Trolling for trout without downriggers
Even without resorting to a downrigger, you can reach 25 to 30 feet of trolling depth simply by using heavy lead weights and letting out more line from your reel.
This is usually deep enough to target rainbow trout, which rarely hold deeper than that. In order to find the right depth, it’s best to use a fish finder to find groups of trout.
You can use trolling depth charts to estimate the depth at which your rig is presented when using a defined amount of weight while letting out a defined length of line.
The easiest way to measure the length of line that you release is by using a line counter reel, which is a must have if you plan to do a lot of trout trolling.
Finally, if you’re going to be trolling for trout in smaller lakes and ponds, you don’t need to worry about reaching deeper water layers, since trout are usually found in less than 20 feet of water in these smaller lakes.
Trout trolling with divers
Another option to get your trout trolling rig down to greater depths is to use a trolling diver (such as the Dipsy Diver or Jet Diver).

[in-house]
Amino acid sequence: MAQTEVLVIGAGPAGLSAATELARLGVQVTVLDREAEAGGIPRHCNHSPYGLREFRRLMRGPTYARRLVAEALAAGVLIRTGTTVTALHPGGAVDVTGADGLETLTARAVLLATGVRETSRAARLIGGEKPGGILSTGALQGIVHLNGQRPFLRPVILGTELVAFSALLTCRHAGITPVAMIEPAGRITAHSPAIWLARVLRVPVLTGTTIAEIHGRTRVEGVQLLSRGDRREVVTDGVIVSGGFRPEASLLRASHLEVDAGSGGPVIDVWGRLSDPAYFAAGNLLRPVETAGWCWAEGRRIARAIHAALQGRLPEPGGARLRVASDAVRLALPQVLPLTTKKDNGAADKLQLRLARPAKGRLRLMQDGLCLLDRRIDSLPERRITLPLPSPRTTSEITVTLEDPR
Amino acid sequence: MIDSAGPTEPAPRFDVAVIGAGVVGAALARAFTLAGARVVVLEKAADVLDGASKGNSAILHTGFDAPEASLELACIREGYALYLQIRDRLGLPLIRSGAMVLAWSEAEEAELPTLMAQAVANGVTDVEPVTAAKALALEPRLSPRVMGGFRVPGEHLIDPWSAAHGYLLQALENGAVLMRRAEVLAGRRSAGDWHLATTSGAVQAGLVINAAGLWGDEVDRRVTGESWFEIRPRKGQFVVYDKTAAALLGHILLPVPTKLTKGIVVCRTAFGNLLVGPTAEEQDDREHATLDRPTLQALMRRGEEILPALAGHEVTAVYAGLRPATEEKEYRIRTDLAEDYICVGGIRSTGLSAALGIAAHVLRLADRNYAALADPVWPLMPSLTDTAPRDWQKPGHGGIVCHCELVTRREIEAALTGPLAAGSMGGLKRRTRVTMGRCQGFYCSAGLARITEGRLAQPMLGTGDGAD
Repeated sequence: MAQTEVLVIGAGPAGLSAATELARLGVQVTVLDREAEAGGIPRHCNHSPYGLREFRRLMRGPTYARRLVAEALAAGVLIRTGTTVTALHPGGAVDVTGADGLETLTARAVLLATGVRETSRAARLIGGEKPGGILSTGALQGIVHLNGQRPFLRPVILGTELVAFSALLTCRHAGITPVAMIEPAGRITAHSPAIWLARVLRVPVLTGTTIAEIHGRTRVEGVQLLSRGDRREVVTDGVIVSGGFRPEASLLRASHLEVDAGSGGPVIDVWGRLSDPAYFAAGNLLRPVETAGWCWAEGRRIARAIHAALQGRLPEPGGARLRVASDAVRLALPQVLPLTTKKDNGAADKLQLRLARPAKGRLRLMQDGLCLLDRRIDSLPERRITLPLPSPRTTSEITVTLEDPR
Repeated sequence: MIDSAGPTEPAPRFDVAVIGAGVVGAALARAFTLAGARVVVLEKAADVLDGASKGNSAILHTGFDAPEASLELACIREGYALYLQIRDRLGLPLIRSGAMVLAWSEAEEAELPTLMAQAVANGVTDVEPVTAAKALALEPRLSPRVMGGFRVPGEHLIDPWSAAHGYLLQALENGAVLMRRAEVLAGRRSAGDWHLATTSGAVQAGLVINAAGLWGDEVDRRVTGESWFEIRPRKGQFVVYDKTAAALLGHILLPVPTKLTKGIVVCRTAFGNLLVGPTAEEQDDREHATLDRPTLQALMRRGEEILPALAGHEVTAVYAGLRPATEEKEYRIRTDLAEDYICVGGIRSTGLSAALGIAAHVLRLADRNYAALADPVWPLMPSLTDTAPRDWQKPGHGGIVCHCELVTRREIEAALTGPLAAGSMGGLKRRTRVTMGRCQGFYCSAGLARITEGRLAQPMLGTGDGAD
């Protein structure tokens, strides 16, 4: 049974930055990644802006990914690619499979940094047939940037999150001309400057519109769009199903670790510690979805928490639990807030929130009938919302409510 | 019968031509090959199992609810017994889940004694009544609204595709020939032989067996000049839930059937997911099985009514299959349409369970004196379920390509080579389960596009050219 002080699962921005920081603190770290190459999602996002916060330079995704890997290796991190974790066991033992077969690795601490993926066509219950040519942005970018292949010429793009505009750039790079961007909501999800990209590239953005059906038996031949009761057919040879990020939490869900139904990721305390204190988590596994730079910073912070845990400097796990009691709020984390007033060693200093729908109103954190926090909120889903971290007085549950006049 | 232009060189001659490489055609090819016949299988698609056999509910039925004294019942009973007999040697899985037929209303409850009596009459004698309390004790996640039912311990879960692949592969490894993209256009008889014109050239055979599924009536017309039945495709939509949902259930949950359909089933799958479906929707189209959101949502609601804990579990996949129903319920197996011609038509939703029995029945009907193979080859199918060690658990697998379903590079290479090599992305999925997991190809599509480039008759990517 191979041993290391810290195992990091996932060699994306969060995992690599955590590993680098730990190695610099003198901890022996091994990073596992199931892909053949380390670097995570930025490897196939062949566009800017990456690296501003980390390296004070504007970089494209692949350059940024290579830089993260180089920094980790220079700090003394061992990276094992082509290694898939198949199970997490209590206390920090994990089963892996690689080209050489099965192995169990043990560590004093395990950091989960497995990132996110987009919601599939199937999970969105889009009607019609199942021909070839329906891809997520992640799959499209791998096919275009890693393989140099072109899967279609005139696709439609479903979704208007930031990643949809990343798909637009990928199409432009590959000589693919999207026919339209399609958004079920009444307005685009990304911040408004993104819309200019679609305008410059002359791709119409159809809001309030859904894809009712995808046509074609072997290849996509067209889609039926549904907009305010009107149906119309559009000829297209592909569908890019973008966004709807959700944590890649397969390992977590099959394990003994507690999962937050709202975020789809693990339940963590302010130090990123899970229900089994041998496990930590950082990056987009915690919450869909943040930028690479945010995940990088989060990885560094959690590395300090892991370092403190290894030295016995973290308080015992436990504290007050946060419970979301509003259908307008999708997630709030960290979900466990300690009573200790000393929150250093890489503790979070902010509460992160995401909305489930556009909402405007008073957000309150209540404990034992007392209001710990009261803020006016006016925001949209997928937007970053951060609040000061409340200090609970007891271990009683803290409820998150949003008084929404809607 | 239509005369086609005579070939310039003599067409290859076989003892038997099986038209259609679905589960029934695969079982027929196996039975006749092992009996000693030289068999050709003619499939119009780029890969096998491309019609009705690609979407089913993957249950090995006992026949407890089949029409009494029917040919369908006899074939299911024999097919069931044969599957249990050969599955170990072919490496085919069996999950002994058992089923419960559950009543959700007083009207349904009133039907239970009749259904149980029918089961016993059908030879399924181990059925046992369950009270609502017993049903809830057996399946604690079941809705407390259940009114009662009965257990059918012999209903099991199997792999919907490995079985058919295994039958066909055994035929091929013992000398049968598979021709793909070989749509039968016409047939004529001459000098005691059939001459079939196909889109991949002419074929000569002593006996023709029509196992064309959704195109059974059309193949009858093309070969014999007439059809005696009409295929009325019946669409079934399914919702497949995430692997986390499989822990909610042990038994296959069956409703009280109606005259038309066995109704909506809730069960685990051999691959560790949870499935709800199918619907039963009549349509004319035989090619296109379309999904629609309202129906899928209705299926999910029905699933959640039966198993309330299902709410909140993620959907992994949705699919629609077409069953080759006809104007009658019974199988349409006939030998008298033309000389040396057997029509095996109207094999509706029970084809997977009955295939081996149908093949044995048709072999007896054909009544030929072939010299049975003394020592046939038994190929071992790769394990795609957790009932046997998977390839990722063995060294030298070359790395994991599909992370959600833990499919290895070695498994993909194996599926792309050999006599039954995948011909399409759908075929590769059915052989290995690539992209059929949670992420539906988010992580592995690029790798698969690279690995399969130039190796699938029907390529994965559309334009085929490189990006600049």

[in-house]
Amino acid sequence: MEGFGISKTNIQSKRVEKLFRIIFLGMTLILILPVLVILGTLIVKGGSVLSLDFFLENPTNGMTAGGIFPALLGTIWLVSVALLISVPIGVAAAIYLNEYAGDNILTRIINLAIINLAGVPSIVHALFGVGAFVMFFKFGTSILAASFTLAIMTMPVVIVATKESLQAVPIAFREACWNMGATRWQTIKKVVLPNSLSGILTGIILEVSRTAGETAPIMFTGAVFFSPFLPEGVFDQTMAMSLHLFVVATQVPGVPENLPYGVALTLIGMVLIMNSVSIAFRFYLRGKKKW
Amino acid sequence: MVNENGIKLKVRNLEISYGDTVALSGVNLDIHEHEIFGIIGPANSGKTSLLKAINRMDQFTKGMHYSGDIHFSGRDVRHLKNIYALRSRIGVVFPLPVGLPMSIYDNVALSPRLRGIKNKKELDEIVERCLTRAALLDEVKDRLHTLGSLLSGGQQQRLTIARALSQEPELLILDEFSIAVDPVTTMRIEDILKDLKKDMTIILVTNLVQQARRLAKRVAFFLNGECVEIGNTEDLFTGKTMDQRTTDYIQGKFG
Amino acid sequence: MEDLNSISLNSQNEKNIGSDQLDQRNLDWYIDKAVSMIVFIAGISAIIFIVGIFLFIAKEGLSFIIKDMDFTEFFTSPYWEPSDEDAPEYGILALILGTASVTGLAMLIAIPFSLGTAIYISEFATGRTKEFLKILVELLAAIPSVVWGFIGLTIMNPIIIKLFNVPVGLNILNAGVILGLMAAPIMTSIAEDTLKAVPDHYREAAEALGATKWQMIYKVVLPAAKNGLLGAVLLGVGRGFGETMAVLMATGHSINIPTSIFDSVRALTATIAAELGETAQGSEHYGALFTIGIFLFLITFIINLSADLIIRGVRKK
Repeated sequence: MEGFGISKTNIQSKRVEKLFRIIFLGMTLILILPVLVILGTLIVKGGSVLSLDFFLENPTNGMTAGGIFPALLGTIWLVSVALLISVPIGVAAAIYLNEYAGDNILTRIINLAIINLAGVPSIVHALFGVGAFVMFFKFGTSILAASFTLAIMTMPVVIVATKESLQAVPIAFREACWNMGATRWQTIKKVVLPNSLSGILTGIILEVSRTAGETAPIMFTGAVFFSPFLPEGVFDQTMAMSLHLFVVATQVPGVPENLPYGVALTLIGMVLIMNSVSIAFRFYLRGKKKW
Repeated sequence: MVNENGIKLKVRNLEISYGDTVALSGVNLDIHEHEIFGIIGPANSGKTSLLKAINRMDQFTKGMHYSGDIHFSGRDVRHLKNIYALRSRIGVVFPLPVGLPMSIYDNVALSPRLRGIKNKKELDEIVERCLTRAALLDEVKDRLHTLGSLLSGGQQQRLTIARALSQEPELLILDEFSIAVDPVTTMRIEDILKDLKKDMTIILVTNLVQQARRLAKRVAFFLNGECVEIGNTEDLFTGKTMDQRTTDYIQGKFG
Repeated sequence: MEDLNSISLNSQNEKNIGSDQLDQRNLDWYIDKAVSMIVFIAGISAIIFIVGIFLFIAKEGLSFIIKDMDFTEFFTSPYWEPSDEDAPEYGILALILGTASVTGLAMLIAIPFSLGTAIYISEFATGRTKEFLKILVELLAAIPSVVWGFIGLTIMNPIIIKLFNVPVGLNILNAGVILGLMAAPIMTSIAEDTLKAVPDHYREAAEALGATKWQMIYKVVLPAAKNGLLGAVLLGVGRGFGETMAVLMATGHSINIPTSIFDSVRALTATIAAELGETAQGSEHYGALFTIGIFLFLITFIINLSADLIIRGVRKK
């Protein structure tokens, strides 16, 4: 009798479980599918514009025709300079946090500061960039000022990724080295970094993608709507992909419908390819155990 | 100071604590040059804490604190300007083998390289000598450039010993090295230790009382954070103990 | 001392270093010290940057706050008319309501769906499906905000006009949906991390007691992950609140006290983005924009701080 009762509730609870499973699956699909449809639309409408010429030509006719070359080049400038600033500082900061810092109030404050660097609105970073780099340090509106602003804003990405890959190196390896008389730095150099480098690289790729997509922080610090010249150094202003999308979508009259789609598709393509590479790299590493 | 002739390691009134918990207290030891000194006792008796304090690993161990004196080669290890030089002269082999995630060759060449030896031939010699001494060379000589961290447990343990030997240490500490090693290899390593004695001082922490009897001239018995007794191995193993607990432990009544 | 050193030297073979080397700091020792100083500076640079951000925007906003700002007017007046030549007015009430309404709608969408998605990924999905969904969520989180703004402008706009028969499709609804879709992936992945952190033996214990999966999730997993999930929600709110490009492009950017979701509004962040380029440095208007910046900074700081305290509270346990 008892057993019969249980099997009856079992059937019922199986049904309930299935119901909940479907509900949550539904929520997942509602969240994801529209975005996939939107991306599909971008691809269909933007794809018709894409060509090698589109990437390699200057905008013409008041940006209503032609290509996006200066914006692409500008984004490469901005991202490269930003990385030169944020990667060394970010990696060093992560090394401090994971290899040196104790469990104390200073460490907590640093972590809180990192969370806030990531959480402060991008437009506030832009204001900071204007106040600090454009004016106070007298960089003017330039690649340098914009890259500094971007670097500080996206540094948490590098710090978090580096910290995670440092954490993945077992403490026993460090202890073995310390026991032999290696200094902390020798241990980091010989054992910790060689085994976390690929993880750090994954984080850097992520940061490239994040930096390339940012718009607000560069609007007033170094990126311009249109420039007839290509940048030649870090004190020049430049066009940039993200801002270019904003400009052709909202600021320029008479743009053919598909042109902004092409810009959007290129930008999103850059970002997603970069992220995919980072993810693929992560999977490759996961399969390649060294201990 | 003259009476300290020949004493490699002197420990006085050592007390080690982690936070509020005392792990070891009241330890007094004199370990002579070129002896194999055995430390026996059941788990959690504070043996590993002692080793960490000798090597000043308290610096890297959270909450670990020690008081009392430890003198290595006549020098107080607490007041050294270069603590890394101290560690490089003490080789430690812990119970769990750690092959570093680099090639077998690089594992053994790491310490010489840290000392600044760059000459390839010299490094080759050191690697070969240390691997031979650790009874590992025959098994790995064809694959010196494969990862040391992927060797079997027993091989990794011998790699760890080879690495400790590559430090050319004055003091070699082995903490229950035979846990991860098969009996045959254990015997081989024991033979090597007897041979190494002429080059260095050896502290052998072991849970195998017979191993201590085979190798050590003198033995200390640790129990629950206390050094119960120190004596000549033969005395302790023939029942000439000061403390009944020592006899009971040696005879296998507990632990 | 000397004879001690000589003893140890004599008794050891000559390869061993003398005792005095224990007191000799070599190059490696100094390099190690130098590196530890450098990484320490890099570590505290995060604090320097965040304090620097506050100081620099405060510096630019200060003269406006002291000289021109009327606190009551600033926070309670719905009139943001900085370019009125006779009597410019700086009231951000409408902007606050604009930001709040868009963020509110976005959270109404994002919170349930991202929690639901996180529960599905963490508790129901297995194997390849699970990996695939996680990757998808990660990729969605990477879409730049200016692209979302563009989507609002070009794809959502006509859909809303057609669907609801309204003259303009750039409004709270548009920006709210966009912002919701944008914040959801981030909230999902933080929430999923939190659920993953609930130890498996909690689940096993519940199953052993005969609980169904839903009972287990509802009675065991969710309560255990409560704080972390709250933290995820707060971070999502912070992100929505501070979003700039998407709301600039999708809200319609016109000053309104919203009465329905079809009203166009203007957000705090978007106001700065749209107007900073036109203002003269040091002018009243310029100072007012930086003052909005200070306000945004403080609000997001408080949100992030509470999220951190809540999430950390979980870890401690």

These devices are built to use water resistance to dive down in the water with your line attached – a mechanism that in some ways resembles that of deep diving crankbaits.
In fact, a great option is to run an actual deep diving crankbait 2 to 4 feet behind your diver.
This combination can dive down to depths of up to 25 feet without the help of weights or a downrigger, and this is plenty deep enough to troll for rainbow trout in many lakes.
Trolling for stocked trout
If you’re trolling for stocked trout in your local pond or lake, chances are that they are going to be active in more shallow waters, ranging from just below the surface down to about 25 feet.
That means you can reach these fish without having to use a downrigger, and in most cases a simple trolling rig with an inline weight will do the trick.
In fact, if you notice that trout are feeding close to the surface, you can even troll for them with just a few split shot weights added to weigh down your lure.